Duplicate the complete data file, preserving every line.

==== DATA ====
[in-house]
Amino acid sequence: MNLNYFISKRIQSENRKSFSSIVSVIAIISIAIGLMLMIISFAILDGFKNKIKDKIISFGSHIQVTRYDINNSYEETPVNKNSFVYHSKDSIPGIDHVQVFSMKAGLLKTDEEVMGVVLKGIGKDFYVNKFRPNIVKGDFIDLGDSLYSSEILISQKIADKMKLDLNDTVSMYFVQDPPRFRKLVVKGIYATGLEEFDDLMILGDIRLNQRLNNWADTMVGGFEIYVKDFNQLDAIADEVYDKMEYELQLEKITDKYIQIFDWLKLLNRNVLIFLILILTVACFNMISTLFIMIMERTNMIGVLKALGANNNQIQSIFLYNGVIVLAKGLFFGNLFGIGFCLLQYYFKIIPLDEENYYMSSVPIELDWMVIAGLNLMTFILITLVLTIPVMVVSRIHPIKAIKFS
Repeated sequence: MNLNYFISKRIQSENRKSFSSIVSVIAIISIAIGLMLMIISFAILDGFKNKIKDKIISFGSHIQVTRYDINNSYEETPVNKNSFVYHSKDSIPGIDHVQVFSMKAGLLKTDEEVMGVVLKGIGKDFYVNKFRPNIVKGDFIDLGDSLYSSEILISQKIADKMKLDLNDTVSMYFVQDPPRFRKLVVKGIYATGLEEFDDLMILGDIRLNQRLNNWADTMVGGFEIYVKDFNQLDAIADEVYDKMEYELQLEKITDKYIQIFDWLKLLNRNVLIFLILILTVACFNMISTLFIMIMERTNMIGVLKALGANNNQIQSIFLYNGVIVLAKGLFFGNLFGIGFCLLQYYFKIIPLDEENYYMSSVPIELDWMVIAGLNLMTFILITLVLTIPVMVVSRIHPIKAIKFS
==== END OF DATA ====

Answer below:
[in-house]
Amino acid sequence: MNLNYFISKRIQSENRKSFSSIVSVIAIISIAIGLMLMIISFAILDGFKNKIKDKIISFGSHIQVTRYDINNSYEETPVNKNSFVYHSKDSIPGIDHVQVFSMKAGLLKTDEEVMGVVLKGIGKDFYVNKFRPNIVKGDFIDLGDSLYSSEILISQKIADKMKLDLNDTVSMYFVQDPPRFRKLVVKGIYATGLEEFDDLMILGDIRLNQRLNNWADTMVGGFEIYVKDFNQLDAIADEVYDKMEYELQLEKITDKYIQIFDWLKLLNRNVLIFLILILTVACFNMISTLFIMIMERTNMIGVLKALGANNNQIQSIFLYNGVIVLAKGLFFGNLFGIGFCLLQYYFKIIPLDEENYYMSSVPIELDWMVIAGLNLMTFILITLVLTIPVMVVSRIHPIKAIKFS
Repeated sequence: MNLNYFISKRIQSENRKSFSSIVSVIAIISIAIGLMLMIISFAILDGFKNKIKDKIISFGSHIQVTRYDINNSYEETPVNKNSFVYHSKDSIPGIDHVQVFSMKAGLLKTDEEVMGVVLKGIGKDFYVNKFRPNIVKGDFIDLGDSLYSSEILISQKIADKMKLDLNDTVSMYFVQDPPRFRKLVVKGIYATGLEEFDDLMILGDIRLNQRLNNWADTMVGGFEIYVKDFNQLDAIADEVYDKMEYELQLEKITDKYIQIFDWLKLLNRNVLIFLILILTVACFNMISTLFIMIMERTNMIGVLKALGANNNQIQSIFLYNGVIVLAKGLFFGNLFGIGFCLLQYYFKIIPLDEENYYMSSVPIELDWMVIAGLNLMTFILITLVLTIPVMVVSRIHPIKAIKFS